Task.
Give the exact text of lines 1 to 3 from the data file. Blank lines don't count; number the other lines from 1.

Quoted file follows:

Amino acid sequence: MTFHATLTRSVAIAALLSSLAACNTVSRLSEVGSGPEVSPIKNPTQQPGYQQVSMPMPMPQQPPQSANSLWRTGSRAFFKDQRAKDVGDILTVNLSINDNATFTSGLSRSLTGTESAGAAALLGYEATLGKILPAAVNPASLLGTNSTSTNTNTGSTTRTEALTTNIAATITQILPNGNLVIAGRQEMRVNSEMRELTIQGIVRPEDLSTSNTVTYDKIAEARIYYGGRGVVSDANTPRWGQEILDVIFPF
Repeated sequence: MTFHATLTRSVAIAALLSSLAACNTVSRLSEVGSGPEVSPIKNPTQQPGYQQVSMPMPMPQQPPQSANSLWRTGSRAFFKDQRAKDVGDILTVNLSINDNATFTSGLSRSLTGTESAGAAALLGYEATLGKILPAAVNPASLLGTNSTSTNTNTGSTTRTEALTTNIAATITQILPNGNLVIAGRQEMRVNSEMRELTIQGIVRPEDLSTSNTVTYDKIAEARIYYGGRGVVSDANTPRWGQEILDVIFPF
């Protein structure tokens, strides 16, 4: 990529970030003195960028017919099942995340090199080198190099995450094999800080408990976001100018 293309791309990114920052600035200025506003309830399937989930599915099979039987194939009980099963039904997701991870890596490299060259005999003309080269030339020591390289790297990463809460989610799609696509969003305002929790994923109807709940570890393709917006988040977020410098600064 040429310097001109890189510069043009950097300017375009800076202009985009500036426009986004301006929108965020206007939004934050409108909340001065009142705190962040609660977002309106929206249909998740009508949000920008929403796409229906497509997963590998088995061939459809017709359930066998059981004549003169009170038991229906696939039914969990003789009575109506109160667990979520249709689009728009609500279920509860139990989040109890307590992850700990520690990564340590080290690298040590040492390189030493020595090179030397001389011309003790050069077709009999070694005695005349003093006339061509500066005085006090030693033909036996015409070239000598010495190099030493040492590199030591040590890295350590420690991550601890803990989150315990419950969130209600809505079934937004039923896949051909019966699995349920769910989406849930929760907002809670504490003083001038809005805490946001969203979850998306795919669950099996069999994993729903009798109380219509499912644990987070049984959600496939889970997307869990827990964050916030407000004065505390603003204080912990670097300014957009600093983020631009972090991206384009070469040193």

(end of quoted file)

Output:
Amino acid sequence: MTFHATLTRSVAIAALLSSLAACNTVSRLSEVGSGPEVSPIKNPTQQPGYQQVSMPMPMPQQPPQSANSLWRTGSRAFFKDQRAKDVGDILTVNLSINDNATFTSGLSRSLTGTESAGAAALLGYEATLGKILPAAVNPASLLGTNSTSTNTNTGSTTRTEALTTNIAATITQILPNGNLVIAGRQEMRVNSEMRELTIQGIVRPEDLSTSNTVTYDKIAEARIYYGGRGVVSDANTPRWGQEILDVIFPF
Repeated sequence: MTFHATLTRSVAIAALLSSLAACNTVSRLSEVGSGPEVSPIKNPTQQPGYQQVSMPMPMPQQPPQSANSLWRTGSRAFFKDQRAKDVGDILTVNLSINDNATFTSGLSRSLTGTESAGAAALLGYEATLGKILPAAVNPASLLGTNSTSTNTNTGSTTRTEALTTNIAATITQILPNGNLVIAGRQEMRVNSEMRELTIQGIVRPEDLSTSNTVTYDKIAEARIYYGGRGVVSDANTPRWGQEILDVIFPF
């Protein structure tokens, strides 16, 4: 990529970030003195960028017919099942995340090199080198190099995450094999800080408990976001100018 293309791309990114920052600035200025506003309830399937989930599915099979039987194939009980099963039904997701991870890596490299060259005999003309080269030339020591390289790297990463809460989610799609696509969003305002929790994923109807709940570890393709917006988040977020410098600064 040429310097001109890189510069043009950097300017375009800076202009985009500036426009986004301006929108965020206007939004934050409108909340001065009142705190962040609660977002309106929206249909998740009508949000920008929403796409229906497509997963590998088995061939459809017709359930066998059981004549003169009170038991229906696939039914969990003789009575109506109160667990979520249709689009728009609500279920509860139990989040109890307590992850700990520690990564340590080290690298040590040492390189030493020595090179030397001389011309003790050069077709009999070694005695005349003093006339061509500066005085006090030693033909036996015409070239000598010495190099030493040492590199030591040590890295350590420690991550601890803990989150315990419950969130209600809505079934937004039923896949051909019966699995349920769910989406849930929760907002809670504490003083001038809005805490946001969203979850998306795919669950099996069999994993729903009798109380219509499912644990987070049984959600496939889970997307869990827990964050916030407000004065505390603003204080912990670097300014957009600093983020631009972090991206384009070469040193």